Citizens' Summit

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A Citizens' Summit is a large, deliberative event on broad topic. Summits generally involve several hundred members of the public as well as public officials and stakeholders organizations. Summit organizers typically employ several methods of recruitment to ensure a wide variety of view points are represented. Experts and officials are almost always included and play a supporting role in answering questions of participants or facilitating discussions. 

Problems and Purpose

Summits are typically organized to inform citizens on an issue and to gather feedback or proposals. The outcomes of a Summit may be drawn up into a final report and submitted to public officials but any findings or conclusions are generally used for consultation purposes and officials are not bound to act on or implement any of the suggestions or proposals.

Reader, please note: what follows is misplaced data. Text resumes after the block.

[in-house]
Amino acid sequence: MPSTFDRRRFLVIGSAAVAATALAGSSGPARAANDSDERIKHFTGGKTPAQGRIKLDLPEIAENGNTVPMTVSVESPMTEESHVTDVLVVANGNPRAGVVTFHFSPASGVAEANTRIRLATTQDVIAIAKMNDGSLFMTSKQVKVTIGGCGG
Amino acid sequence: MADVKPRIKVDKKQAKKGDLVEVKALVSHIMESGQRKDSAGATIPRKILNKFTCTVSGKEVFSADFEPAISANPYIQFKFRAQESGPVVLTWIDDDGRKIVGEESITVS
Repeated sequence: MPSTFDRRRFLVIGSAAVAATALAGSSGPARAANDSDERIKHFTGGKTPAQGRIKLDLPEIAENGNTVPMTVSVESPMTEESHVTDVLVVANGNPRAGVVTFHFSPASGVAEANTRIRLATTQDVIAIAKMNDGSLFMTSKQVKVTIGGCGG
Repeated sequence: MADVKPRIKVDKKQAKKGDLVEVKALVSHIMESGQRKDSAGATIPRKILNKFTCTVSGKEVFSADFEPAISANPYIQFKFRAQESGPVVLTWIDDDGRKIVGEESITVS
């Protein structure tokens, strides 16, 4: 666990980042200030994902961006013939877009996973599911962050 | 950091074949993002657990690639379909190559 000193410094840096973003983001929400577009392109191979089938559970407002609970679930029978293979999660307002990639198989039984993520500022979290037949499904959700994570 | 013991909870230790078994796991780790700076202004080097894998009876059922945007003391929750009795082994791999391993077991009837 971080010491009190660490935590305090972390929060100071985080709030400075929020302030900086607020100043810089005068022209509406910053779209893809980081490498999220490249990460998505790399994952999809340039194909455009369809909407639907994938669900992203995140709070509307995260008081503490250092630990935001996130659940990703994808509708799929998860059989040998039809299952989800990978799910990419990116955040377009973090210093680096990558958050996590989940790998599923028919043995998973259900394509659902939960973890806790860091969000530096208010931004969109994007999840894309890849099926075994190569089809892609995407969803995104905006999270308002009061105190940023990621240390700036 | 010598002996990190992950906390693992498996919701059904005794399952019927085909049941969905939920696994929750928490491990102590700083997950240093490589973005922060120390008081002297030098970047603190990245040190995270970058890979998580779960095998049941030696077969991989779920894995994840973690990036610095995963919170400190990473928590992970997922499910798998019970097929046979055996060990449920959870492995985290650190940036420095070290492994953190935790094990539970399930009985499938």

According to a report by Julie Boivin, organizers of the Deux-Montagnes Citizens' Summit, the use of Citizens' Summits dates back to Medieval France when "it was customary for the king to invite hisrepresentatives, the clergy and the population to meet within the confines of one room for the purpose of discussing the kingdom’s financial difficulties. Between 1302 and 1789, when the last Citizen’s Summits (known locally as “États généraux”) were held in France, the king convened the population 16 times. Moreover, the convening of the last Citizen’s Summits coincided with the onset of the French revolution, proof positive that when the population takes part in governmental affairs, events of great magnitude can occur."[1]

Participant Recruitment and Selection


Deliberation, Decisions, and Public Interaction


Influence, Outcomes, and Effects


Analysis and Lessons Learned


Secondary Sources


External Links





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